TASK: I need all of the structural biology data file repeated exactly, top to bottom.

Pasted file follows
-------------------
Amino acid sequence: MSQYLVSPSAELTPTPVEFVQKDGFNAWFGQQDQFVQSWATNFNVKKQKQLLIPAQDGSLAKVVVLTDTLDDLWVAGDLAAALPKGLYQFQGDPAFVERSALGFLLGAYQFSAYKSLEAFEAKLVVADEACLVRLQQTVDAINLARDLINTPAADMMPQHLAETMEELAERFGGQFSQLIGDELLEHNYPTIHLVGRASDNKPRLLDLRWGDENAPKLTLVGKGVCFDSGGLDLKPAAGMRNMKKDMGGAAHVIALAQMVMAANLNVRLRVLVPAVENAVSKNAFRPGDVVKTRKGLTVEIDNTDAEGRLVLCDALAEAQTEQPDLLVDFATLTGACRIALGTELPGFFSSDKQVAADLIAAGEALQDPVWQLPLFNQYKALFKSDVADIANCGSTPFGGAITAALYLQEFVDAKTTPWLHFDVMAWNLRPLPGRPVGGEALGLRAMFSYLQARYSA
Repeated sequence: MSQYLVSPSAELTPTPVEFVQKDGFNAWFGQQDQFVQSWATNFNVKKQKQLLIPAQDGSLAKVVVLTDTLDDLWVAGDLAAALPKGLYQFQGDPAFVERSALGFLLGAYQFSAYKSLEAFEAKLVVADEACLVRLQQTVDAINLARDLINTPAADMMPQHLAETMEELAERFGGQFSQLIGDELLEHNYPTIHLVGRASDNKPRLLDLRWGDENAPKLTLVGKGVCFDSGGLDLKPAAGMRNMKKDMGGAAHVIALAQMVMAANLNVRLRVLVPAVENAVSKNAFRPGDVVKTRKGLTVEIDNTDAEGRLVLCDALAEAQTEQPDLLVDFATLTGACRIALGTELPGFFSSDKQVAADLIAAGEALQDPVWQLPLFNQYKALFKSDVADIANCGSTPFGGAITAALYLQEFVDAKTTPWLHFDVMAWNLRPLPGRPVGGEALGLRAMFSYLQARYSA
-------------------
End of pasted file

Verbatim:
Amino acid sequence: MSQYLVSPSAELTPTPVEFVQKDGFNAWFGQQDQFVQSWATNFNVKKQKQLLIPAQDGSLAKVVVLTDTLDDLWVAGDLAAALPKGLYQFQGDPAFVERSALGFLLGAYQFSAYKSLEAFEAKLVVADEACLVRLQQTVDAINLARDLINTPAADMMPQHLAETMEELAERFGGQFSQLIGDELLEHNYPTIHLVGRASDNKPRLLDLRWGDENAPKLTLVGKGVCFDSGGLDLKPAAGMRNMKKDMGGAAHVIALAQMVMAANLNVRLRVLVPAVENAVSKNAFRPGDVVKTRKGLTVEIDNTDAEGRLVLCDALAEAQTEQPDLLVDFATLTGACRIALGTELPGFFSSDKQVAADLIAAGEALQDPVWQLPLFNQYKALFKSDVADIANCGSTPFGGAITAALYLQEFVDAKTTPWLHFDVMAWNLRPLPGRPVGGEALGLRAMFSYLQARYSA
Repeated sequence: MSQYLVSPSAELTPTPVEFVQKDGFNAWFGQQDQFVQSWATNFNVKKQKQLLIPAQDGSLAKVVVLTDTLDDLWVAGDLAAALPKGLYQFQGDPAFVERSALGFLLGAYQFSAYKSLEAFEAKLVVADEACLVRLQQTVDAINLARDLINTPAADMMPQHLAETMEELAERFGGQFSQLIGDELLEHNYPTIHLVGRASDNKPRLLDLRWGDENAPKLTLVGKGVCFDSGGLDLKPAAGMRNMKKDMGGAAHVIALAQMVMAANLNVRLRVLVPAVENAVSKNAFRPGDVVKTRKGLTVEIDNTDAEGRLVLCDALAEAQTEQPDLLVDFATLTGACRIALGTELPGFFSSDKQVAADLIAAGEALQDPVWQLPLFNQYKALFKSDVADIANCGSTPFGGAITAALYLQEFVDAKTTPWLHFDVMAWNLRPLPGRPVGGEALGLRAMFSYLQARYSA